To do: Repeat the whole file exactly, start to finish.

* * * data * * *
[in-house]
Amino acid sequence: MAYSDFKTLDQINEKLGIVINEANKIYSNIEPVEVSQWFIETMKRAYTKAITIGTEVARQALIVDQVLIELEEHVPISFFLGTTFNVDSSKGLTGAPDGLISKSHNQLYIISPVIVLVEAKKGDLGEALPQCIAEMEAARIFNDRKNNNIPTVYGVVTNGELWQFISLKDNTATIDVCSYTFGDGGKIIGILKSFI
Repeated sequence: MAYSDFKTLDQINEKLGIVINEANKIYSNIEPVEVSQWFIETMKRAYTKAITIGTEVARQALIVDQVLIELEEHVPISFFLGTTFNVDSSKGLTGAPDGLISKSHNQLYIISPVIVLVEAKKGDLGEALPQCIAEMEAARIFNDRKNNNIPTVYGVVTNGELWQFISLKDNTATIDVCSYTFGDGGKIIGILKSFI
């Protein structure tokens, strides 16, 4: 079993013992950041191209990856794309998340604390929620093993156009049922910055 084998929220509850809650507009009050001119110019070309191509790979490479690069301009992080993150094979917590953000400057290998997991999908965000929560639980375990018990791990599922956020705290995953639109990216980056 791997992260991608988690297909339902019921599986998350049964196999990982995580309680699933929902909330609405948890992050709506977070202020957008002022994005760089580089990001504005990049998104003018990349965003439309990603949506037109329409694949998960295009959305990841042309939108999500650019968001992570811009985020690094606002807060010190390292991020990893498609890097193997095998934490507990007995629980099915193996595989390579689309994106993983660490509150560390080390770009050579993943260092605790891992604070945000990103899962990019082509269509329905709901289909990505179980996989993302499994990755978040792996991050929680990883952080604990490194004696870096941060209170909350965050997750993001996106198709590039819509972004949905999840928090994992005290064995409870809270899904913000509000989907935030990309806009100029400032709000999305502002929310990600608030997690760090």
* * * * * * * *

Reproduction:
[in-house]
Amino acid sequence: MAYSDFKTLDQINEKLGIVINEANKIYSNIEPVEVSQWFIETMKRAYTKAITIGTEVARQALIVDQVLIELEEHVPISFFLGTTFNVDSSKGLTGAPDGLISKSHNQLYIISPVIVLVEAKKGDLGEALPQCIAEMEAARIFNDRKNNNIPTVYGVVTNGELWQFISLKDNTATIDVCSYTFGDGGKIIGILKSFI
Repeated sequence: MAYSDFKTLDQINEKLGIVINEANKIYSNIEPVEVSQWFIETMKRAYTKAITIGTEVARQALIVDQVLIELEEHVPISFFLGTTFNVDSSKGLTGAPDGLISKSHNQLYIISPVIVLVEAKKGDLGEALPQCIAEMEAARIFNDRKNNNIPTVYGVVTNGELWQFISLKDNTATIDVCSYTFGDGGKIIGILKSFI
């Protein structure tokens, strides 16, 4: 079993013992950041191209990856794309998340604390929620093993156009049922910055 084998929220509850809650507009009050001119110019070309191509790979490479690069301009992080993150094979917590953000400057290998997991999908965000929560639980375990018990791990599922956020705290995953639109990216980056 791997992260991608988690297909339902019921599986998350049964196999990982995580309680699933929902909330609405948890992050709506977070202020957008002022994005760089580089990001504005990049998104003018990349965003439309990603949506037109329409694949998960295009959305990841042309939108999500650019968001992570811009985020690094606002807060010190390292991020990893498609890097193997095998934490507990007995629980099915193996595989390579689309994106993983660490509150560390080390770009050579993943260092605790891992604070945000990103899962990019082509269509329905709901289909990505179980996989993302499994990755978040792996991050929680990883952080604990490194004696870096941060209170909350965050997750993001996106198709590039819509972004949905999840928090994992005290064995409870809270899904913000509000989907935030990309806009100029400032709000999305502002929310990600608030997690760090």